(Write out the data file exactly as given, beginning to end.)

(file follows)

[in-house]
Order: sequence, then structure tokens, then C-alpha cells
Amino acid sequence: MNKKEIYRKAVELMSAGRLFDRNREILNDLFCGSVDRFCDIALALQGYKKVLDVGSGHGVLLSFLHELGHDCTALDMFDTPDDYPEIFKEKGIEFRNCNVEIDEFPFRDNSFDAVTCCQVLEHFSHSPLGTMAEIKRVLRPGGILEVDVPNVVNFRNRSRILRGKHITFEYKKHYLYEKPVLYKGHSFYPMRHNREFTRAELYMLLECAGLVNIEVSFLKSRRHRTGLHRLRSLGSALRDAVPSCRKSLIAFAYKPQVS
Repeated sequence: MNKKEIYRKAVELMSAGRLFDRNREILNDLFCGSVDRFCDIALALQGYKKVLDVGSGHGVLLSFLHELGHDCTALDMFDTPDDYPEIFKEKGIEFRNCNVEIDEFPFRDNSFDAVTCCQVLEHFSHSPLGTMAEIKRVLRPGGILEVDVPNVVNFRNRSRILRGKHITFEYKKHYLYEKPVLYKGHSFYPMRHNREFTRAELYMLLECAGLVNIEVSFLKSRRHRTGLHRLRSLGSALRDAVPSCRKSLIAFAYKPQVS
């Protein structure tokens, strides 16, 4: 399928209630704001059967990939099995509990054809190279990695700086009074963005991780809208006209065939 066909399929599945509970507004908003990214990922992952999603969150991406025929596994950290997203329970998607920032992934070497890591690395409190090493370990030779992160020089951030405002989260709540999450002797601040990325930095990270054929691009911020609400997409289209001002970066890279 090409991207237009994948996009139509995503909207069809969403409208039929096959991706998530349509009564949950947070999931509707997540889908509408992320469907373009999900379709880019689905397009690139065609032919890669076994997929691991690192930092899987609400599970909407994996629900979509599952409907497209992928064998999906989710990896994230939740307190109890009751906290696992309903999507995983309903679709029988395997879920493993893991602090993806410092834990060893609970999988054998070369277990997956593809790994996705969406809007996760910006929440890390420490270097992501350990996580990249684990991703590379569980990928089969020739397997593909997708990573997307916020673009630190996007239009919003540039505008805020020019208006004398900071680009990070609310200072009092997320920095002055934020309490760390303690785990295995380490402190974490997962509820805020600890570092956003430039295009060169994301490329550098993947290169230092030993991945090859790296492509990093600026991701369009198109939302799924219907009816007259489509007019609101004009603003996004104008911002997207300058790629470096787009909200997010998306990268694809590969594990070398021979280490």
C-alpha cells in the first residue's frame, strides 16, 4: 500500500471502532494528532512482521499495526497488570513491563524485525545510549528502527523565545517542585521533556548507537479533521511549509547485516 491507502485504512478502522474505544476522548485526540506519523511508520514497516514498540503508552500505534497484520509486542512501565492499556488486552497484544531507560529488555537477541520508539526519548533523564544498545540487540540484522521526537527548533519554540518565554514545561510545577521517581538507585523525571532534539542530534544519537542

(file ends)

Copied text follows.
[in-house]
Order: sequence, then structure tokens, then C-alpha cells
Amino acid sequence: MNKKEIYRKAVELMSAGRLFDRNREILNDLFCGSVDRFCDIALALQGYKKVLDVGSGHGVLLSFLHELGHDCTALDMFDTPDDYPEIFKEKGIEFRNCNVEIDEFPFRDNSFDAVTCCQVLEHFSHSPLGTMAEIKRVLRPGGILEVDVPNVVNFRNRSRILRGKHITFEYKKHYLYEKPVLYKGHSFYPMRHNREFTRAELYMLLECAGLVNIEVSFLKSRRHRTGLHRLRSLGSALRDAVPSCRKSLIAFAYKPQVS
Repeated sequence: MNKKEIYRKAVELMSAGRLFDRNREILNDLFCGSVDRFCDIALALQGYKKVLDVGSGHGVLLSFLHELGHDCTALDMFDTPDDYPEIFKEKGIEFRNCNVEIDEFPFRDNSFDAVTCCQVLEHFSHSPLGTMAEIKRVLRPGGILEVDVPNVVNFRNRSRILRGKHITFEYKKHYLYEKPVLYKGHSFYPMRHNREFTRAELYMLLECAGLVNIEVSFLKSRRHRTGLHRLRSLGSALRDAVPSCRKSLIAFAYKPQVS
């Protein structure tokens, strides 16, 4: 399928209630704001059967990939099995509990054809190279990695700086009074963005991780809208006209065939 066909399929599945509970507004908003990214990922992952999603969150991406025929596994950290997203329970998607920032992934070497890591690395409190090493370990030779992160020089951030405002989260709540999450002797601040990325930095990270054929691009911020609400997409289209001002970066890279 090409991207237009994948996009139509995503909207069809969403409208039929096959991706998530349509009564949950947070999931509707997540889908509408992320469907373009999900379709880019689905397009690139065609032919890669076994997929691991690192930092899987609400599970909407994996629900979509599952409907497209992928064998999906989710990896994230939740307190109890009751906290696992309903999507995983309903679709029988395997879920493993893991602090993806410092834990060893609970999988054998070369277990997956593809790994996705969406809007996760910006929440890390420490270097992501350990996580990249684990991703590379569980990928089969020739397997593909997708990573997307916020673009630190996007239009919003540039505008805020020019208006004398900071680009990070609310200072009092997320920095002055934020309490760390303690785990295995380490402190974490997962509820805020600890570092956003430039295009060169994301490329550098993947290169230092030993991945090859790296492509990093600026991701369009198109939302799924219907009816007259489509007019609101004009603003996004104008911002997207300058790629470096787009909200997010998306990268694809590969594990070398021979280490």
C-alpha cells in the first residue's frame, strides 16, 4: 500500500471502532494528532512482521499495526497488570513491563524485525545510549528502527523565545517542585521533556548507537479533521511549509547485516 491507502485504512478502522474505544476522548485526540506519523511508520514497516514498540503508552500505534497484520509486542512501565492499556488486552497484544531507560529488555537477541520508539526519548533523564544498545540487540540484522521526537527548533519554540518565554514545561510545577521517581538507585523525571532534539542530534544519537542